March 28, 2012
First post in my Spring Book series. Next post Becoming an (e)Reader.
For years I've read seasonal stories to my children. Stories in general but I do love marking the seasons in our reading also.
Now that our youngest is nine and we don't have good English library service we don't read pictures books together very much anymore. (Sparkle Stories fill that need for us).
We always have a chapter book on the go and reading (individually and together) is a foundational piece to our homeschool practice but mornings snuggled on the couch with a big stack of library picture books to read together - that era has ended. This is the natural progression as children grow and situations change.
If life wasn't so full of new learning and adventures I might be tempted to look back and mourn the passing of that time. Instead I'm walking the new territory of sharing books with my almost thirteen year old and talking about the ideas therein. Are we here already? (I highly recommend Honey For a Teen's Heart for this stage).
The seasons themselves - the ones I have read about, explored and discovered with my children year in and year out - model this constant change, transition and growth.
This is just the way of it.
Many of the spring stories I read to my children over the years involved sugaring. Not even spring stories specifically but books about east coast North American history and culture. Having grown up in western North America, sugaring has always fascinated me. We didn't "sugar" in Alberta.
Our years in Maine put us very close to sugaring activity but we always participated as outsiders. Not knowing anyone personally who had a sugar bush we went on "open to the public" days to experience maple sugaring.
This spring finds us in Quebec. If living in urban Maine put us close to sugaring activity, living in rural Quebec puts us into the heart of it. Happy sigh.
All those years of reading books like Miracles on Maple Hill and The Sugaring-Off Party, I hoped one day to have a similar experience with the kids. Reading blog posts from SouleMama and this sugaring off post by Aimee last year at Simple Bites ony added fuel to that flame.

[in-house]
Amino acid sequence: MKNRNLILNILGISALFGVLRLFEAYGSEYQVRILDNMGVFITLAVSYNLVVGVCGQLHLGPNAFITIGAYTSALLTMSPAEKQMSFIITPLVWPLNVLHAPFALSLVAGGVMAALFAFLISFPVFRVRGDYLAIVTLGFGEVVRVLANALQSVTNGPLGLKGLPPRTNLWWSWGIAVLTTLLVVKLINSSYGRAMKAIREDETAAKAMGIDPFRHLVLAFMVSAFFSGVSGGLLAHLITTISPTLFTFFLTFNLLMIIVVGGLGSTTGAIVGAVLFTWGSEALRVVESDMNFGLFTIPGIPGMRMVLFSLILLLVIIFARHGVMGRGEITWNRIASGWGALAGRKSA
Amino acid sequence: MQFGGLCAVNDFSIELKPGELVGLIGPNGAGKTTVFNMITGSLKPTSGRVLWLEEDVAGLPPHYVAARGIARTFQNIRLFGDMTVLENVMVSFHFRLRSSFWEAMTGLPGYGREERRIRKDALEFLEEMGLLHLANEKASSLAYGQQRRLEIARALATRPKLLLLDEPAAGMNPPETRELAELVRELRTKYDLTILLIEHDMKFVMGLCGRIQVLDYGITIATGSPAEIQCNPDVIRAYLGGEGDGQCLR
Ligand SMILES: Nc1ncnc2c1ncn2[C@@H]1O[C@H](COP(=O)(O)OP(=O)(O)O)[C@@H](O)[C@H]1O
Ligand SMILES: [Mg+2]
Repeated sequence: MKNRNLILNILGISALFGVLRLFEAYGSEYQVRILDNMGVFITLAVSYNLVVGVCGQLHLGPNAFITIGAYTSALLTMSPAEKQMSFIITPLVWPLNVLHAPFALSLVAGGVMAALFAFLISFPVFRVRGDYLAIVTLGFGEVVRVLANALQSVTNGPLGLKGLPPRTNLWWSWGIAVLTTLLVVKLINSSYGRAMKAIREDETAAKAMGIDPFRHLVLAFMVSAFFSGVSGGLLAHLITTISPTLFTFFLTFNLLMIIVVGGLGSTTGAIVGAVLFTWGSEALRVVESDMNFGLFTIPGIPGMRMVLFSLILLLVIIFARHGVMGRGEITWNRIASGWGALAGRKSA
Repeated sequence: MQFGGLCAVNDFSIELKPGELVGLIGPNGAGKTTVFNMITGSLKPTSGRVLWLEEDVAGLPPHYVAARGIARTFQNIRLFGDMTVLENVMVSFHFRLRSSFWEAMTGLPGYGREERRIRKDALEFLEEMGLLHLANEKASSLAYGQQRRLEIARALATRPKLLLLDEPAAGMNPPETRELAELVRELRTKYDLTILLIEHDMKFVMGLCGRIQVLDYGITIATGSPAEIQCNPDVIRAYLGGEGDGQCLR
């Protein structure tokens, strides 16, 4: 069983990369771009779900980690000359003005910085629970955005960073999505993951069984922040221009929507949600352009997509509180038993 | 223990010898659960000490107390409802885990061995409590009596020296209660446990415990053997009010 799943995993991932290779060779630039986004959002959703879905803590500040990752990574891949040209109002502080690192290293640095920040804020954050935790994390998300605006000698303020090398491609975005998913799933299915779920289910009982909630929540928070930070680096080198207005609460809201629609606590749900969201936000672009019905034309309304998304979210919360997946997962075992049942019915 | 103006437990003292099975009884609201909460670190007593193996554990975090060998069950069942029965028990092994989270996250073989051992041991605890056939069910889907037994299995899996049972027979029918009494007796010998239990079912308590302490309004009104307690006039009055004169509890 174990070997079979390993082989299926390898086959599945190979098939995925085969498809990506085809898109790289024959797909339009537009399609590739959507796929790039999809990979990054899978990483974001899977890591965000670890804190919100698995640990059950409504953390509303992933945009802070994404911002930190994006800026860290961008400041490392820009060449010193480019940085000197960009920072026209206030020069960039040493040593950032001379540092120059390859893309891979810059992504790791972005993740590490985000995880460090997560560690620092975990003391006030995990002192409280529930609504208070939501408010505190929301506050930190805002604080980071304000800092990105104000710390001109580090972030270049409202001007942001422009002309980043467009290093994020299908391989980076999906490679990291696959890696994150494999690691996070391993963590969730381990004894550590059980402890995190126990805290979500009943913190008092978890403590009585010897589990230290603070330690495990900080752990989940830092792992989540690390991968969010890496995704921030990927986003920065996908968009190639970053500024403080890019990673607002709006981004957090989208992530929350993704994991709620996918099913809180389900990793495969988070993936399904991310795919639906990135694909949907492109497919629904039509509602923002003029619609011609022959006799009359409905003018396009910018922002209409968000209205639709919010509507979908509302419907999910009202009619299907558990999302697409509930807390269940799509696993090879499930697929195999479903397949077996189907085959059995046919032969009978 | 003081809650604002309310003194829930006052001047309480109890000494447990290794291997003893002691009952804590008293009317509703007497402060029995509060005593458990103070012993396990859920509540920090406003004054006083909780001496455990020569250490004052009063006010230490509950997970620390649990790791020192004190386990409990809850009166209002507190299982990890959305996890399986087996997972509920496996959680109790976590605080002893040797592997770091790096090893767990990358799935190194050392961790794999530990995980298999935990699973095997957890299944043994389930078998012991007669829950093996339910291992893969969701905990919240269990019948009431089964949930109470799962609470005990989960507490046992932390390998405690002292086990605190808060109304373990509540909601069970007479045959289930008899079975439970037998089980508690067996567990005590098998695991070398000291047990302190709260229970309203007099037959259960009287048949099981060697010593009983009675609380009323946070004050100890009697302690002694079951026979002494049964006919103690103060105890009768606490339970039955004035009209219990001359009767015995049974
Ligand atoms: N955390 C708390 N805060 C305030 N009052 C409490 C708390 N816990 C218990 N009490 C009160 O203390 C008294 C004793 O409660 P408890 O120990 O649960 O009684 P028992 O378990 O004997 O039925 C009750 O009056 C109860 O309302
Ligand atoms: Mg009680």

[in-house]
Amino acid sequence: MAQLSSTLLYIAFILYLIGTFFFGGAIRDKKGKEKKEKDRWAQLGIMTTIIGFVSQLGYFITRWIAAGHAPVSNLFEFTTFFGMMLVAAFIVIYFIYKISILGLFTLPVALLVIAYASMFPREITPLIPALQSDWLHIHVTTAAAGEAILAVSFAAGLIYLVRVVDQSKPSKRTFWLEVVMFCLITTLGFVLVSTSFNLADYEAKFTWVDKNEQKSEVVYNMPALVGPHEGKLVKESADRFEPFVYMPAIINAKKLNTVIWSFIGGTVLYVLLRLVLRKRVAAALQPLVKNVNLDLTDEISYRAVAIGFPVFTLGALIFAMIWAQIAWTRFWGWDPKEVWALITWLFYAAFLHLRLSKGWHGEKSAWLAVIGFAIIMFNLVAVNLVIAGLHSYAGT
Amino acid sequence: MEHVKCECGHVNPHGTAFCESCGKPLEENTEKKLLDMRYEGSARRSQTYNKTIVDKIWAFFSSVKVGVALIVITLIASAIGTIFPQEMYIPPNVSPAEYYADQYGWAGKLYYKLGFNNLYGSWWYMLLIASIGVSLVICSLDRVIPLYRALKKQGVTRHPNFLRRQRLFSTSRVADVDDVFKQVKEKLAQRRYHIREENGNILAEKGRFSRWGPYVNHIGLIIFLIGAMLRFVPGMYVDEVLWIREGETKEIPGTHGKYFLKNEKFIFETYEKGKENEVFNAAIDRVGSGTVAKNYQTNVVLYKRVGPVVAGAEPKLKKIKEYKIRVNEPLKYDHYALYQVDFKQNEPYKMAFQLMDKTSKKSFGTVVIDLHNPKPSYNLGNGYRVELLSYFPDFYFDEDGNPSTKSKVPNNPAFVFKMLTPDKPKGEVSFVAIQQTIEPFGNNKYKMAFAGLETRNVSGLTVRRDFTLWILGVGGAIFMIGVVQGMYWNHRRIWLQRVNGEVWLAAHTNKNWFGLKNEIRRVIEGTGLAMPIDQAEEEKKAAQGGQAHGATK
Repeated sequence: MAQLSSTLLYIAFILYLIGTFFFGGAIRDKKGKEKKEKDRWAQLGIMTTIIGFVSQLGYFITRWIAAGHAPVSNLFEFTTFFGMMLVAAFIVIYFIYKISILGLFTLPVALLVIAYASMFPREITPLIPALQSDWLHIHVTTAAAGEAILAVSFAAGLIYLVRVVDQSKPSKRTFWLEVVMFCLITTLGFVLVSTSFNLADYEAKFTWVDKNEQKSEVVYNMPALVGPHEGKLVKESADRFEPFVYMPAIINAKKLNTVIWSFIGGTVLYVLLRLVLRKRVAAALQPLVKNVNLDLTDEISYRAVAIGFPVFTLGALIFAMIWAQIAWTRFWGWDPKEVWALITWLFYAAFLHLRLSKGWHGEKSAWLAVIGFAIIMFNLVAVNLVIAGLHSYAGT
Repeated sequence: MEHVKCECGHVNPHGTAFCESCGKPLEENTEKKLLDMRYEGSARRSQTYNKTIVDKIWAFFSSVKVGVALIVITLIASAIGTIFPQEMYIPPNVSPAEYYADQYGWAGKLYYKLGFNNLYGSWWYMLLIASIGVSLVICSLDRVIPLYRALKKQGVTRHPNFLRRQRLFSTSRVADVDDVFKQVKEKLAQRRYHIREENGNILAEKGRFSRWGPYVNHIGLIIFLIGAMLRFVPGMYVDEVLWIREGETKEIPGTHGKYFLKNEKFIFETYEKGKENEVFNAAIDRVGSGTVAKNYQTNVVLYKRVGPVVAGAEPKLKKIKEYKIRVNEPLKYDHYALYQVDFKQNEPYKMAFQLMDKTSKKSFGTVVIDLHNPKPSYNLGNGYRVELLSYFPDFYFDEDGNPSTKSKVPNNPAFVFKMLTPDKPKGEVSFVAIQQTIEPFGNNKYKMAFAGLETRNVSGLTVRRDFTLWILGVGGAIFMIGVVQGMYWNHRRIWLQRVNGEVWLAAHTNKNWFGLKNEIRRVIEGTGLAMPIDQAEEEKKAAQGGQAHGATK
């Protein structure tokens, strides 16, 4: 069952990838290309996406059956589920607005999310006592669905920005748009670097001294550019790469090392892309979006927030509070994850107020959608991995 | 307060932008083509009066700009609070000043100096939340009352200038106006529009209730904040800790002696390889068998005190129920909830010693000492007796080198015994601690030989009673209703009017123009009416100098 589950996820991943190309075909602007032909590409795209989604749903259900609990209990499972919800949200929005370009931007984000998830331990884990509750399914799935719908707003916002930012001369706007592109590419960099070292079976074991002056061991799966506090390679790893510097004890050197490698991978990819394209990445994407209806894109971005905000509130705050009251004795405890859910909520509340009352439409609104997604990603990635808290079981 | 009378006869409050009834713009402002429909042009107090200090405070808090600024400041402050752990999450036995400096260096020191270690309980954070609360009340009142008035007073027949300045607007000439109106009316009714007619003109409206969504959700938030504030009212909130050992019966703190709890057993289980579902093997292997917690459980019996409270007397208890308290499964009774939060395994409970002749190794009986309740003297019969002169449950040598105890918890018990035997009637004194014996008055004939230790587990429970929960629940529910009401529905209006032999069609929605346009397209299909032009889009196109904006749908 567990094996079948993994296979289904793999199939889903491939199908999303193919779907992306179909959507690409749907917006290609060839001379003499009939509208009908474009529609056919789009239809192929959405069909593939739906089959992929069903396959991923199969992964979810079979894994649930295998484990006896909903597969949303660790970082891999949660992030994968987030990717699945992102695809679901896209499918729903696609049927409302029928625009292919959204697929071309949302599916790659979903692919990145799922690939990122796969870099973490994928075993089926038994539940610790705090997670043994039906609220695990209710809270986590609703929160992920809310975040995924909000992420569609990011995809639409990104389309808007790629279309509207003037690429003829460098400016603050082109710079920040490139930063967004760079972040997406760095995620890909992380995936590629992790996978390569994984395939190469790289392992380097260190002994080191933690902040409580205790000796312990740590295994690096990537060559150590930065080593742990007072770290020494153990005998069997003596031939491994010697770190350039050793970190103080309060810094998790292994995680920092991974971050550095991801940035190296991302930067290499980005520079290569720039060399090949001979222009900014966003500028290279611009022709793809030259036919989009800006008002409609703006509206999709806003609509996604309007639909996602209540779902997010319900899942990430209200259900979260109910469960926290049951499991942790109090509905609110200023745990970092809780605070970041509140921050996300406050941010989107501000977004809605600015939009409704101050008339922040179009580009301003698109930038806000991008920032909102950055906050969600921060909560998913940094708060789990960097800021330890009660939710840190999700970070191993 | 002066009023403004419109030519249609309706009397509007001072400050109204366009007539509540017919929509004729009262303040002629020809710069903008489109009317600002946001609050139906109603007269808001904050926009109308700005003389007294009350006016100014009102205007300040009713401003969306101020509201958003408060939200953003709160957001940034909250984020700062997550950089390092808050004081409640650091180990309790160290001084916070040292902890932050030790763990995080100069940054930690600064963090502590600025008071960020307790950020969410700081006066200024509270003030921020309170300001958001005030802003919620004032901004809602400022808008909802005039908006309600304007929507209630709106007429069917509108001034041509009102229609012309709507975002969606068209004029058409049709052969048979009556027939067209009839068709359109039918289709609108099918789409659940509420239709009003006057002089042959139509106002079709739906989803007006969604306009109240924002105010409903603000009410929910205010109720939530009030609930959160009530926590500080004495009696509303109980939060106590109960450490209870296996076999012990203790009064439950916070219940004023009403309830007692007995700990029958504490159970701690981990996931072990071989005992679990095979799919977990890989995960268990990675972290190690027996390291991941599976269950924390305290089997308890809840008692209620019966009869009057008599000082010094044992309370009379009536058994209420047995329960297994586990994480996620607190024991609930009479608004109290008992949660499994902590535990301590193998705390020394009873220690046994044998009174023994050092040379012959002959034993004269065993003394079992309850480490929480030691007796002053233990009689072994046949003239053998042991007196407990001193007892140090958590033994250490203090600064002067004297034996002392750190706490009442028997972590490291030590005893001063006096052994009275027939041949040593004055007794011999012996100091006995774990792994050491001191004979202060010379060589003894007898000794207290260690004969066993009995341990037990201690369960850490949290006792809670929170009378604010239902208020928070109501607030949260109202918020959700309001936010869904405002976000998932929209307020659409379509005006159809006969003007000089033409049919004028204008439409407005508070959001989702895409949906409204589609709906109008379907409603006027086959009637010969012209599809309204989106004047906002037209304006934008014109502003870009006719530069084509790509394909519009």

Now I have my own sugaring off story to tell.
Our neighbors, the same ones I made baked beans (with maple syrup) for last week, have a sugar bush. I skied past it all winter.
I volunteered us to help one afternoon this week with collecting "maple water" as they call it. We'll have the opportunity to help again next week as the season should last for about three weeks. We've been lucky enough to have had a real winter and are experiencing honest-to-goodness sugaring spring - cold at night and warmer during the days.
I love the comfort of this. That the season still holds some predictability here where we live in woods. Though I know this is changing also.
At the end of this post I've included some spring reads for elementary aged children. (Not sure if you can see this in RSS, please pop into the blog today if you can't see the list.)
For several years now (thanks to my friend Emily for getting me started) I've kept a virtual library at Goodreads of books we've read. These books have been the lion's share of our elementary homeschool "curriculum".
Reading, lots of imaginative creative play, a bit of math and everyday writing. Lots of discovery, following our interests and community activities - elementary homeschool.
I've been pretty quiet on Goodreads this year as we've transitioned to more e-books, audiobooks, French graphic novels and reading through our personal library collection (more to come on that change in my next post). I'm still trying to figure out how to organize and collate that information (yes, I'm geeky that way).
There was a time when I kept my Goodreads bookshelves fairly organized, they're a bit out of control right now. But you are welcome to take a look and be my friend if you're into books like I am.
While I was snooping around SouleMama this morning looking at her sugaring posts I came across this Spring Book Basket, another spring reading list.
You can subscribe to comments on this article using this form.
If you have already commented on this article, you do not need to do this, as you were automatically subscribed.